Mahindra cuts over half of its workforce in North America

A recent favorable ruling could bring back lots of those workers to build the Roxor again

CHENNAI/NEW DELHI/DETROIT — Indian automaker Mahindra & Mahindra has cut more than half of the workforce at its North American unit, two sources familiar with the matter told Reuters, due to the COVID-19 pandemic and an ongoing legal tussle.

The sources did not give a figure for the number of jobs lost at the business, which had over 500 employees in early 2020, according to its website.

However, one of the sources said "hundreds of workers" had been laid off since mid-2020 as part of a restructuring, and that the cuts were as high as two-thirds of Mahindra Automotive North America's (MANA) total staffing.

Positions include engineers and manufacturing jobs at its plant in Detroit that produces the off-road vehicle Roxor, as well as sales executives.

The cuts come as Mahindra reviews its businesses in a drive to conserve capital and retain only those that make money or have the potential to be profitable.

MANA said in a statement it had furloughed some staff and laid off others due to the pandemic and an International Trade Commission lawsuit which led to an August "cease and desist" order for the Roxor business. It did not provide figures.

Mahindra and Fiat Chrysler Automobiles (FCA) are in a protracted legal battle over an intellectual property infringement case which has prevented the Indian automaker from selling its Roxor vehicle in the United States.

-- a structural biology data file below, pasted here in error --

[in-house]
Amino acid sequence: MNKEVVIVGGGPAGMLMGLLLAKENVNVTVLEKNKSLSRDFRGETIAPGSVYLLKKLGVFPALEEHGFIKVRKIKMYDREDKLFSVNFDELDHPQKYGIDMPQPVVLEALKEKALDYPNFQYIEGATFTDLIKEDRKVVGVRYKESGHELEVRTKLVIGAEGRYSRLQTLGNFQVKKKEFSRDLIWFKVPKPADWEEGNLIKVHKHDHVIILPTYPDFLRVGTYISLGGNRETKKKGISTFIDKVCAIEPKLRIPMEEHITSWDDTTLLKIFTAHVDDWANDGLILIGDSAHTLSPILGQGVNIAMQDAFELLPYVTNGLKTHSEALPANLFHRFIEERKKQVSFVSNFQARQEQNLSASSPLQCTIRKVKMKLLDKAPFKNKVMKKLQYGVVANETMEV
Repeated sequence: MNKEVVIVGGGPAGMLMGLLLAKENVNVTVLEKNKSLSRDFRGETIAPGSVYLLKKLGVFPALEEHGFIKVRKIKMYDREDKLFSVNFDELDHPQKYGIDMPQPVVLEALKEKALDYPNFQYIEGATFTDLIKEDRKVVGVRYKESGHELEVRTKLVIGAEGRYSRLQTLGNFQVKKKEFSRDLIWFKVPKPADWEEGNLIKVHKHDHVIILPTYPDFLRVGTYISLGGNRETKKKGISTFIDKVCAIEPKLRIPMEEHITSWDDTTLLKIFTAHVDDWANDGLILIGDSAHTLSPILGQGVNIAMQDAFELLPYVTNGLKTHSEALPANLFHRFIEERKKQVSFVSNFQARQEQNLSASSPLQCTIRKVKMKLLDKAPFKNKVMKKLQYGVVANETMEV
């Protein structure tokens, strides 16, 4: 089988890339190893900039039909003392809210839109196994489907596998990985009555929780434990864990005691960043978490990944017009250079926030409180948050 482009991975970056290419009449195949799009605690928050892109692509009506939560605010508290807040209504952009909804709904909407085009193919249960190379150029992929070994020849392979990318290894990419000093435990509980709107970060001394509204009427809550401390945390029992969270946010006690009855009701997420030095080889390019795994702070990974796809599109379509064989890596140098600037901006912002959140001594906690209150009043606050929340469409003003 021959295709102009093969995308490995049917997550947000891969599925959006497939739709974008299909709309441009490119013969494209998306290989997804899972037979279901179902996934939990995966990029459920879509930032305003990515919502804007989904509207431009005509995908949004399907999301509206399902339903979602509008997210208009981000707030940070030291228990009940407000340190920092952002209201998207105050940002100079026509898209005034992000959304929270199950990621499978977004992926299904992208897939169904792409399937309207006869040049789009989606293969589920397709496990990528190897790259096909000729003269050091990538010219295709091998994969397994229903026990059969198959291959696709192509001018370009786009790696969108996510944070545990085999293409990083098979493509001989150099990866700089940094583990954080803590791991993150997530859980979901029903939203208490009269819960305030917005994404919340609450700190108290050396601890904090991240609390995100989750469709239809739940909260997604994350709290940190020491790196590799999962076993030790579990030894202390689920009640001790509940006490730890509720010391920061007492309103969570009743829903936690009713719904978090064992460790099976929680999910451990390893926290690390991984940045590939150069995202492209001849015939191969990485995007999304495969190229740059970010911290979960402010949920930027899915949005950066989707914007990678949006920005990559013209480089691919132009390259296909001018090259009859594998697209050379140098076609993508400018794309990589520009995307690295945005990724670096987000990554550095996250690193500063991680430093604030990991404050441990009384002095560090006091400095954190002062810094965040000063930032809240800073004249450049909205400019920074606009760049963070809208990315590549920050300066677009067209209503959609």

"This forced us to halt production and furlough our manufacturing team and some additional people across several functions, including the Roxor sales team," the company said.

However, last month, the company won a favorable ruling in its lawsuit against FCA, paving the way for it to begin selling the Roxor again.

It now expects to recall a large group of employees, it said in the statement.

As part of its review which began last year, Mahindra has pulled the plug on its U.S. electric scooter business GenZe; it is in talks to sell its stake in South Korean automaker Ssangyong; and it has called off a joint venture with Ford.

Mahindra's shares have surged over 60% since it announced the review in June last year, valuing the company at over $12.6 billion.

The automaker plans to focus on manufacturing large sport-utility vehicles and electric models for its core India market, where it has lost ground to competitors such as Tata and Kia.

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